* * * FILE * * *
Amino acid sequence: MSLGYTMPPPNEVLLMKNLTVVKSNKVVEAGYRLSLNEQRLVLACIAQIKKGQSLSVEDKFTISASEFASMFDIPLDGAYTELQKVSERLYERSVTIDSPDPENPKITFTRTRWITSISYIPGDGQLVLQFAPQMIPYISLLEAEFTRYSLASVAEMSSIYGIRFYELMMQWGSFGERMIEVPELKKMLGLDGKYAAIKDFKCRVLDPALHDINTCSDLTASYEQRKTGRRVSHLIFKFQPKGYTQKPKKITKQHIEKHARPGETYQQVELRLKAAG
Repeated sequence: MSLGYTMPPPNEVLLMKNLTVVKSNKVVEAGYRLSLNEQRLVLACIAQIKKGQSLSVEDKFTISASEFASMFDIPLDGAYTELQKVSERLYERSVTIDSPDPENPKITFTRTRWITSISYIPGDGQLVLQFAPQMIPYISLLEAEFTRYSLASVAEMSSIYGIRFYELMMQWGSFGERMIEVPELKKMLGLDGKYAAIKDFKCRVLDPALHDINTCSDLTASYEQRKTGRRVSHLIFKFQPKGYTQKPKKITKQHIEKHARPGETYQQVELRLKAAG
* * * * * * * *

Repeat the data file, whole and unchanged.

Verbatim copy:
Amino acid sequence: MSLGYTMPPPNEVLLMKNLTVVKSNKVVEAGYRLSLNEQRLVLACIAQIKKGQSLSVEDKFTISASEFASMFDIPLDGAYTELQKVSERLYERSVTIDSPDPENPKITFTRTRWITSISYIPGDGQLVLQFAPQMIPYISLLEAEFTRYSLASVAEMSSIYGIRFYELMMQWGSFGERMIEVPELKKMLGLDGKYAAIKDFKCRVLDPALHDINTCSDLTASYEQRKTGRRVSHLIFKFQPKGYTQKPKKITKQHIEKHARPGETYQQVELRLKAAG
Repeated sequence: MSLGYTMPPPNEVLLMKNLTVVKSNKVVEAGYRLSLNEQRLVLACIAQIKKGQSLSVEDKFTISASEFASMFDIPLDGAYTELQKVSERLYERSVTIDSPDPENPKITFTRTRWITSISYIPGDGQLVLQFAPQMIPYISLLEAEFTRYSLASVAEMSSIYGIRFYELMMQWGSFGERMIEVPELKKMLGLDGKYAAIKDFKCRVLDPALHDINTCSDLTASYEQRKTGRRVSHLIFKFQPKGYTQKPKKITKQHIEKHARPGETYQQVELRLKAAG